Biological Classification Class 11 Notes - Chapter 2

Biological classification is a scientific procedure for classifying organisms in a series of groups and sub-groups based on their similarities and dissimilarities. The main aim of biological classification is to place the vast number of animals and plants into categories that can be easily named and recalled without ambiguity. Thus, in class 11, students study this topic in chapter 2 biology textbook. Here they will learn about topics like Kingdoms Monera, Protista and fungi from Whittaker’s System of Classification.

For More Information On Monera Kingdom, Watch The Below Video:

To help students grasp all the concepts clearly and effectively,  we are provided biological classification class 11 notes which will provide a complete overview of the entire chapter. Students will also be able to familiarize themselves with key points and recall them with ease. These CBSE notes will further allow students to complete their revisions before the exams and be well prepared to tackle any question. Students can visit the links given below to learn about the important topics mentioned in this chapter.

In addition to this students can also get biology class 11 CBSE sample papers, previous year question papers and mocks tests to prepare for the main exam. Check them out below:

Biological Classification Class 11 Notes – Questions

1. Name the five kingdoms proposed by R.H. Whittaker

R.H. Whittaker proposed the following five kingdoms:

  • Animalia
  • Plantae
  • Monera
  • Protista
  • Fungi

2. List the prominent characteristics of Eubacteria

  • Eubacteria are generally prokaryotic and unicellular organisms
  • Eubacteria are strict anaerobes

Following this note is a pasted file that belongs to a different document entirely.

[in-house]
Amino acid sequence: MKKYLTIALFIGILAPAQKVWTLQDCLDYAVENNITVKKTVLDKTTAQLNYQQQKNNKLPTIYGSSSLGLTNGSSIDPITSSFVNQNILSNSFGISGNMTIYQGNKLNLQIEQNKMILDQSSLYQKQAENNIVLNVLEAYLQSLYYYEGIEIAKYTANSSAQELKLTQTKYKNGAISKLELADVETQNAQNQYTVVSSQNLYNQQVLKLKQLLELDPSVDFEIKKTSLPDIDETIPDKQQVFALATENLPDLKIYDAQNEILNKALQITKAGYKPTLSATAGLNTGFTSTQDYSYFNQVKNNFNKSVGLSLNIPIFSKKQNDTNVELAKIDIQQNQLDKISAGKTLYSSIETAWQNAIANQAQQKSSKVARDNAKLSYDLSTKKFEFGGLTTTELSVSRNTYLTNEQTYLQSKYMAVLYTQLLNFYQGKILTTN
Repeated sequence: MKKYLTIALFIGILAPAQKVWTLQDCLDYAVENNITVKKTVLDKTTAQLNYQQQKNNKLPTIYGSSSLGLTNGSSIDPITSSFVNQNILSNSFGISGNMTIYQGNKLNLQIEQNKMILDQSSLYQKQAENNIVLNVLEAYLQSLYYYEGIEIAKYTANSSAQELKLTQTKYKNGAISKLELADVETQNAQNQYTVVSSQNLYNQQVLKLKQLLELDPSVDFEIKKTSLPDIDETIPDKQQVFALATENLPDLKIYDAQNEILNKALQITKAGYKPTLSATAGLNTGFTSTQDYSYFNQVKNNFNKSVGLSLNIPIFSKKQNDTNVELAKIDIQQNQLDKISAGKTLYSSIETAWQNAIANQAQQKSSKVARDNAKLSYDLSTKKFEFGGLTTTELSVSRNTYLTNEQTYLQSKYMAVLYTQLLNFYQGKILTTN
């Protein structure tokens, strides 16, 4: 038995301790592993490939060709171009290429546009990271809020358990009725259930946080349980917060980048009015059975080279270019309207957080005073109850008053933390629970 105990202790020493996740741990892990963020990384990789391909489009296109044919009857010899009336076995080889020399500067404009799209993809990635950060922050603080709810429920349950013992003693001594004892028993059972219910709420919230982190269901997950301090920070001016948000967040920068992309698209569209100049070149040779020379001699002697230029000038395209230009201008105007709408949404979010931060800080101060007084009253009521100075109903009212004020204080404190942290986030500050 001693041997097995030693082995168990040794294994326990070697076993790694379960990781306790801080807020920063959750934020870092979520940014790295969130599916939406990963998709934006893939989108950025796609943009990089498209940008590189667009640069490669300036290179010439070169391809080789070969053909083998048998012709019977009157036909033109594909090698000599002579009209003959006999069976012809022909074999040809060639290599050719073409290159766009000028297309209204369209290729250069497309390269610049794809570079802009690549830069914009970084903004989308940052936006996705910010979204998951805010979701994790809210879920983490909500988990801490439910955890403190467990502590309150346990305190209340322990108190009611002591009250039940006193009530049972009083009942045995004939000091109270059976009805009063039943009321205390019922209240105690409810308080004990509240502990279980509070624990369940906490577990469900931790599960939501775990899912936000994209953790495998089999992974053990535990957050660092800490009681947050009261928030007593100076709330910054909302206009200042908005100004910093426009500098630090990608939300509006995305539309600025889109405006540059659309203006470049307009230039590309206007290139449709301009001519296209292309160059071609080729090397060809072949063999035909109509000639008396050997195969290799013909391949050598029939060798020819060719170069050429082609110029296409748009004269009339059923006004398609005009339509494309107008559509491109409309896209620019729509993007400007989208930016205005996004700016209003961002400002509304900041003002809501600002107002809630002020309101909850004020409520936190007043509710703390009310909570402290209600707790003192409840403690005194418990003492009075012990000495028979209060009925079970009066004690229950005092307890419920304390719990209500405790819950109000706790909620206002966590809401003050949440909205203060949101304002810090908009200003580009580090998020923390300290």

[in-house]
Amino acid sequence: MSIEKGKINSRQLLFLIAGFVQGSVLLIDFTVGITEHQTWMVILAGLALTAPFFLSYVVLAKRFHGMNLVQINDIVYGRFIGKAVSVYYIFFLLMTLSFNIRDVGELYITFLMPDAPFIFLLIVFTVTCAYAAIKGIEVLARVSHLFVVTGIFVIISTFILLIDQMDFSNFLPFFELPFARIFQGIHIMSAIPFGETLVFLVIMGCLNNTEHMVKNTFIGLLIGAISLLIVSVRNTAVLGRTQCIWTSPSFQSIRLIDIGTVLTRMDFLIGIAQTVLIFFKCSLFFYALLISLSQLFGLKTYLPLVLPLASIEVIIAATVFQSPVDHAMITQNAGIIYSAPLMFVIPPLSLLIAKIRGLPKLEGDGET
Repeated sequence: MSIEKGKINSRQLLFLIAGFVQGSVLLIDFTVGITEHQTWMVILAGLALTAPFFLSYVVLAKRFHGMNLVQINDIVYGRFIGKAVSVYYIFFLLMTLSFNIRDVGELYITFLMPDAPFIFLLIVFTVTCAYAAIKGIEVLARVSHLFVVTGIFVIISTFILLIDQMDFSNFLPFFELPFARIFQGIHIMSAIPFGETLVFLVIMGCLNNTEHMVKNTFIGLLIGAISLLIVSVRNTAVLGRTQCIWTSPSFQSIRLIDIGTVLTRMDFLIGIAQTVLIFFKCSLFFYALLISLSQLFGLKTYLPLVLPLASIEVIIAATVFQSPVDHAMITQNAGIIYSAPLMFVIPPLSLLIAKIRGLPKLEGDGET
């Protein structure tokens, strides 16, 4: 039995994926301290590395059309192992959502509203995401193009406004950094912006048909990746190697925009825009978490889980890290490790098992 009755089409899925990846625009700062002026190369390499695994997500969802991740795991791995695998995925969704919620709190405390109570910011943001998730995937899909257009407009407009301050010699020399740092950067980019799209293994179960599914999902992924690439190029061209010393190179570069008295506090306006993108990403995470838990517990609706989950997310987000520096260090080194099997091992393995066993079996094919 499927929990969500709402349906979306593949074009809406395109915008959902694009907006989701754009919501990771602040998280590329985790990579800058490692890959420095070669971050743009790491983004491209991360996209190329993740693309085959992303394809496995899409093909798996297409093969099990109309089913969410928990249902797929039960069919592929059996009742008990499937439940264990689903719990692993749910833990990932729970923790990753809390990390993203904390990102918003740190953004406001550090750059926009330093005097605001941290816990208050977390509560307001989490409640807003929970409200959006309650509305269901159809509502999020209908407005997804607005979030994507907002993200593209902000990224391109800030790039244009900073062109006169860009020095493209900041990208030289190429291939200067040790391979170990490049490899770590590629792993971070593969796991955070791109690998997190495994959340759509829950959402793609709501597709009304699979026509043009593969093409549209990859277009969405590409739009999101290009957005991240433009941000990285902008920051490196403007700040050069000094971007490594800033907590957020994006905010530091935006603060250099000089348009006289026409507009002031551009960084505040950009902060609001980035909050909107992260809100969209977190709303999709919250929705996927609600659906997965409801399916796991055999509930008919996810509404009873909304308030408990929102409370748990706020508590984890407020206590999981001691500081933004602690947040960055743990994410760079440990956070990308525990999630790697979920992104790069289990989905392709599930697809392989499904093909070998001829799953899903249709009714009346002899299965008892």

• Eubacteria are also chemoheterotrophs (which means they produce energy from mixed organic acids)
  • The cell membrane is composed of glycerol-ester lipids
  • The cell wall is composed of peptidoglycan
  • Eubacteria are characterized by the lack of a nuclear membrane
  • Exchange of genetic information takes place through bi-directional or uni-directional DNA transfer
  • Transcription and translation are coupled (which means translation begins when mRNA is being synthesized)

3. List the economic uses of archaebacteria

Archaebacteria have two prominent roles :

  • Used in the production of gobar gas from sewage and dung
  • Used in the fermentation of cellulose in cattle and other ruminants

4. How are red tides signified with algal bloom?

Red tides are a common name for algal blooms. Some species of algae in these blooms produce certain photosynthetic pigments that cause their colour to vary from brown to red; hence the name “red tides”.

Just like any other algal blooms, these are usually caused when there is a sudden introduction of nutrients to the surface of the ocean. Generally, algal blooms have a detrimental effect on all life – even humans.

5. What are viroids?

Viroids are entities smaller than a typical virus. It has no protein coat, however, it still has a nucleic acid. These entities do not encode proteins, yet they are able to replicate themselves when introduced into a host plant.

6. What are saprophytes?

Saprophytes are organisms that feed on decayed organic matter. Most fungi and soil bacteria are considered as saprophytes.

7. What is plasmogamy?

Plasmogamy is one of the stages in the sexual reproduction of fungi. In this stage, the two-parent cells fuse together without the fusion of nuclei, effectively bringing two haploid nuclei in the same cell.

8. What is meant by karyogamy?

Karyogamy is the final stage in the process where two haploid eukaryotic cells fuse together. It specifically refers to the fusion of the two nuclei.

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